The Importance of an Alumni Association Blog

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Alumni organizations have many constituents—first and foremost, alumni. Secondarily, alumni offices connect with students, prospective students, employers, faculty, staff, and community members. Tasked with representing the quality of a degree from their institution, they are constantly speaking to a variety of internal and external audiences.

While many schools have strong alumni programs and networks, they don’t always communicate these offerings in the most accessible way. That’s where the alumni association blog comes in; it’s another tool in the engagement toolbox, along with social media, that can get you in front of your constituents and develop your brand. Many schools have already embraced alumni blogs, a few of which I will discuss below!

Here’s why you should consider devoting resources to a consistent, strategic alumni association blog for your institution.

Offer Alumni a More Personal Perspective on University Happenings

Instead of relying on press releases and official news articles from the university, some schools leverage alumni association blogs to communicate key information and announcements in a more creative, accessible way. In addition to allowing for a personal set of voices, blogs let contributors easily insert multimedia content, like images and videos. Plus, due to the inherent interactivity of blogs, it’s easy for readers to add comments below a post and spark conversation. Especially if you include social media sharing buttons within the post, they are quickly shareable via Facebook and Twitter and make great content to share on your alumni social profiles.

MIT’s “Slice of MIT” alumni blog uses the tagline “Surprising. Insightful. Quirky.” Regular contributions come from students, faculty, and staff in the alumni association office. A recent post—which saw over 400 shares across social media—centered on MIT’s celebration of National Pi Day and how alumni at a distance could join in the fun. The tone of the blog is easygoing and conversational, so it’s easy to see why people are so comfortable engaging with and sharing its content!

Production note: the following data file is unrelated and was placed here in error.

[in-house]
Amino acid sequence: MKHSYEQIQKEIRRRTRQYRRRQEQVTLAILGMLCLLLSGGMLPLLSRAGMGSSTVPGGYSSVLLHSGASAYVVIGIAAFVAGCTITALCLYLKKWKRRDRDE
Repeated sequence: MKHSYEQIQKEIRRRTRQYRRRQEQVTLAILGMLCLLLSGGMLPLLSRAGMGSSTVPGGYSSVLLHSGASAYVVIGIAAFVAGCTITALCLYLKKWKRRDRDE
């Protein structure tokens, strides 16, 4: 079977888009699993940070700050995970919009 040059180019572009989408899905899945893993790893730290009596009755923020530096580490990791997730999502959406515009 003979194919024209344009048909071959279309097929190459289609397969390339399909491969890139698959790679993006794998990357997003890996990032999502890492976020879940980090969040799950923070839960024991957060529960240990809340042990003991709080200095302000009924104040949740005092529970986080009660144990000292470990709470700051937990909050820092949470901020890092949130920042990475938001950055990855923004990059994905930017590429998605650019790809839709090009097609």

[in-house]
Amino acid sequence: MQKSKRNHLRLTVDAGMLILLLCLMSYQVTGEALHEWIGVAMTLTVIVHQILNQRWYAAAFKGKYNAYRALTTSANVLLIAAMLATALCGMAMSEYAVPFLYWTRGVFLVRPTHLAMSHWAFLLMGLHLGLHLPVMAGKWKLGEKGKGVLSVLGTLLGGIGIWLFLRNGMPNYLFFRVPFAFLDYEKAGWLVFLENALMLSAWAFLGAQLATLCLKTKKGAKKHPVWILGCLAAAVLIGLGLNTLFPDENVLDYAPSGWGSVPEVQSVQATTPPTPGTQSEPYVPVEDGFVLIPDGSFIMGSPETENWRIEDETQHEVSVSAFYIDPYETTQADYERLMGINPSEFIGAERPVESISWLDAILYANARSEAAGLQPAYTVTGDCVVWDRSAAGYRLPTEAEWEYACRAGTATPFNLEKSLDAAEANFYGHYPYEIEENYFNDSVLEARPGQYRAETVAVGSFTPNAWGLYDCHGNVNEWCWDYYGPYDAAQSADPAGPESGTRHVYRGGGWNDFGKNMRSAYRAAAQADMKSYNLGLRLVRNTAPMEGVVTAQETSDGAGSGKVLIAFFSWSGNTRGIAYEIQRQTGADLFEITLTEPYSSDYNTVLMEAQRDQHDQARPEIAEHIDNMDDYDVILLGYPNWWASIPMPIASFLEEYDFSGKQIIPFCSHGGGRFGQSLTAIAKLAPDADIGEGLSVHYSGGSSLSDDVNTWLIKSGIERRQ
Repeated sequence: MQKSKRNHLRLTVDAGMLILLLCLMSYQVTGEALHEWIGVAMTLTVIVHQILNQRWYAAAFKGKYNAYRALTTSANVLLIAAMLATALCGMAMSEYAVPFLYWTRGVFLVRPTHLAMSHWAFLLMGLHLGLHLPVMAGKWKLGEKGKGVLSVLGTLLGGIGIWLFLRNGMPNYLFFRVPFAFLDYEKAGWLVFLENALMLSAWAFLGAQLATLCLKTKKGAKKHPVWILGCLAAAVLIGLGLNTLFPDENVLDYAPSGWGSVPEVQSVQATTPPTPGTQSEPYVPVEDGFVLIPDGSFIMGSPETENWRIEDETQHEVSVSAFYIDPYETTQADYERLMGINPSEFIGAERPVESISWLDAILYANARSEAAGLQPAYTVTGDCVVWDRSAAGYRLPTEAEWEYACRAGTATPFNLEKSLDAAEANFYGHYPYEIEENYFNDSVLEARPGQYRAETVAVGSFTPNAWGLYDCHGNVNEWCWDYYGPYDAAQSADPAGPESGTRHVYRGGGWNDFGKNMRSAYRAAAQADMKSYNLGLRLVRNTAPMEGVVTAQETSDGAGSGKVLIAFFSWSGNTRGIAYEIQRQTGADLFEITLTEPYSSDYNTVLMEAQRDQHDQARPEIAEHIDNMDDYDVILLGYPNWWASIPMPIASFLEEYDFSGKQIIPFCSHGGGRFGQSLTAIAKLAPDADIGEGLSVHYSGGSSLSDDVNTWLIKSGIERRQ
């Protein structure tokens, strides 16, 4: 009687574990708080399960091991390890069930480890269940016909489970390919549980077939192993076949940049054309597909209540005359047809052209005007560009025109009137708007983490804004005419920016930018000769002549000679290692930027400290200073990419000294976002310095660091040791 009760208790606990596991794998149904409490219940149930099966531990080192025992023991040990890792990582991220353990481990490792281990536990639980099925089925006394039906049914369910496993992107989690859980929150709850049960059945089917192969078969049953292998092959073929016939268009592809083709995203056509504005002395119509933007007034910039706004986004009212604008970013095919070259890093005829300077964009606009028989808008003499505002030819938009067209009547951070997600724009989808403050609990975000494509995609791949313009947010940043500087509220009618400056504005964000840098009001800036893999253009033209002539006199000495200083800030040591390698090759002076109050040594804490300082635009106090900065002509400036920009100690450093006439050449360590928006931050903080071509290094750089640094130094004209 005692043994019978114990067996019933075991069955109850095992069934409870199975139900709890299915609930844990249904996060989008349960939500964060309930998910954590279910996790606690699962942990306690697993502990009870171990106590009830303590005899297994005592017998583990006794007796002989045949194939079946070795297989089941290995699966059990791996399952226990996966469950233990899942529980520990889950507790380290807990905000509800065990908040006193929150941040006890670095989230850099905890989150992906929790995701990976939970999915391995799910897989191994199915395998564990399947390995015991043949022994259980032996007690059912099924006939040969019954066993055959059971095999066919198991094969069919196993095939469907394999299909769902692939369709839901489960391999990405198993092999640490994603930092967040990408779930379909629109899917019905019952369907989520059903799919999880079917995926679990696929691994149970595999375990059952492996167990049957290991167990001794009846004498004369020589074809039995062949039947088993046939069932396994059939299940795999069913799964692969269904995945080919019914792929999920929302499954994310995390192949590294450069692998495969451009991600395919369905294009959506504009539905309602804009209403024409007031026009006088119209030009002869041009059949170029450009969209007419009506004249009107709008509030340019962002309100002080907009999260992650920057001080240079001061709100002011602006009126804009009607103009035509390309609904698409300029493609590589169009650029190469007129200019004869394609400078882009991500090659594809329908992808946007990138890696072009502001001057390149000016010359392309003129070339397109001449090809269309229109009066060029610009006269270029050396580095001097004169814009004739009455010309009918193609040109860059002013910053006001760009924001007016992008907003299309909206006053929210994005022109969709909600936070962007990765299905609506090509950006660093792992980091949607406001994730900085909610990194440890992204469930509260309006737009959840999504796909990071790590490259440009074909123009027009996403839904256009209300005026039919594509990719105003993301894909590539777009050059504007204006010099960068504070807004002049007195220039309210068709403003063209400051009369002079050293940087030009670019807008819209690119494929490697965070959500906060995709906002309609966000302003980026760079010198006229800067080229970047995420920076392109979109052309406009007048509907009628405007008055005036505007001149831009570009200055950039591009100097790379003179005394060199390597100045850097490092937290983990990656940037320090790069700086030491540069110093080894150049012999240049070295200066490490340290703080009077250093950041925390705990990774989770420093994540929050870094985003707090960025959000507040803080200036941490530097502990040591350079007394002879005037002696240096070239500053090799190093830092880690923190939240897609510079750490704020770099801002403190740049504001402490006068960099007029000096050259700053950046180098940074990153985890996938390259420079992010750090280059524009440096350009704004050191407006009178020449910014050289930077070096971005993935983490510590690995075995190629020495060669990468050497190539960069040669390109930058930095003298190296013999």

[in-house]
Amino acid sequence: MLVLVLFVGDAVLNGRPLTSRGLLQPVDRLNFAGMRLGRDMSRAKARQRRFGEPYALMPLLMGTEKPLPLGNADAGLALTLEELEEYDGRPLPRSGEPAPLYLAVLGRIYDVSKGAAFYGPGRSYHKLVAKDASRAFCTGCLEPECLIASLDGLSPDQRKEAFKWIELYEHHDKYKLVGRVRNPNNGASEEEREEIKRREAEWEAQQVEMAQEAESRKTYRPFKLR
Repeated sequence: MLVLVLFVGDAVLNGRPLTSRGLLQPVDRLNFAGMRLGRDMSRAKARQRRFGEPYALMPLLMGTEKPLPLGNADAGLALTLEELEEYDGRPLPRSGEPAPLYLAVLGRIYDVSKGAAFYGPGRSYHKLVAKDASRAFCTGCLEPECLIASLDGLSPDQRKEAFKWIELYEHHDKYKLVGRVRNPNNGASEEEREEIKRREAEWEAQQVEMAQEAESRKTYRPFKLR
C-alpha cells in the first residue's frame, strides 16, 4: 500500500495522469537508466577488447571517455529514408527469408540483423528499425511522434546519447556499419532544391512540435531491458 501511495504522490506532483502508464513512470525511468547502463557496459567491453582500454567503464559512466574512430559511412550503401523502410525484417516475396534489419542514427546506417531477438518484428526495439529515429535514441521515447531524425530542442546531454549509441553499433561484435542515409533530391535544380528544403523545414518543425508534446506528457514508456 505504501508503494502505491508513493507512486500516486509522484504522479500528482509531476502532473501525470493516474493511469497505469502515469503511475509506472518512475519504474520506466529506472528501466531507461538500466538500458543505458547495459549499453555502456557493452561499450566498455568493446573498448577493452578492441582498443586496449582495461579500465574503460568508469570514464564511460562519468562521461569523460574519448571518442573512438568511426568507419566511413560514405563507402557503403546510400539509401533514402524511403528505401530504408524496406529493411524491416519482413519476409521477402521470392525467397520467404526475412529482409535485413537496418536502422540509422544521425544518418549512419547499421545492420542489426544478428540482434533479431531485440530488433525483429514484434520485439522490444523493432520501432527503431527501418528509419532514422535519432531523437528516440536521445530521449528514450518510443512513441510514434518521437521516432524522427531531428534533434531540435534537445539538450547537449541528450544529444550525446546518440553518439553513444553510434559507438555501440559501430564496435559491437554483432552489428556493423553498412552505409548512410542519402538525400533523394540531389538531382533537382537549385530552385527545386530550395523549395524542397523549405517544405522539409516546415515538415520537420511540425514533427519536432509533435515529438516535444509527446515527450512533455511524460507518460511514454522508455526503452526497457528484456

Highlight and Celebrate Remarkable Graduates

Most schools have mechanisms for recognizing their most accomplished alumni, whether through annual awards galas, features in school publications, or prominent placement on the university website. But what about the next tier of alumni—all of those up-and-coming entrepreneurs, business people, artists, socially engaged citizens, and other newsmakers? The new grads who land great jobs? These alumni deserve recognition, and a blog is a great place to showcase the diverse and remarkable people who comprise an alumni body. It also gives students a place to learn about real-world career options.

Arizona State University’s blog has a feature called “My Cool Career,” highlighting a different alum each month with a noteworthy (and often nontraditional) career path. Recent alumni profiles include a young alumna who built a career internationally, a jewelry entrepreneur, and an adventurous duo of sisters who travel the country to interview American legends. Just reading a few of these stories gives a sense of the accomplished array of graduates among ASU’s alumni body.

Create an Easier, Less Intimidating Entry Into Alumni Life for Students

During college, the word “alumni” can have a scary, far-away connotation. For some students, it evokes the image of graduates 20 or 30 years their senior reminiscing about “the good ole days” at college. An alumni association blog, however, can give students a peek at the vibrant realities of alumni life, including the full range of activities and opportunities provided. Alumni status doesn’t have to be intimidating—in fact, it should be eagerly anticipated!

Chapman University does a great job of posting content to its alumni blog that is relevant and appealing to both students and alumni. The blog showcases some of the specific ways to get involved as a new graduate. Better yet, it welcomes contributions from many of the recent grads who have kept the university close by volunteering their time! For example, a young alum wrote a post about hosting local happy hours (“Chappy Hours”) to bring together communities of Chapman alumni. Naturally, a student who regularly sees this kind of relatable content will come to view the transition to alumna/us with less trepidation.

 

Does your alumni association have a blog? What’s your strategy for blogging? Let us know in the comments below!

 

Dan Klamm is Director of Young Alumni Engagement for the NYC office of his alma mater, Syracuse University. He has six years of experience across higher education career services, alumni relations, and marketing. Feel free to connect with Dan on Twitter and LinkedIn.

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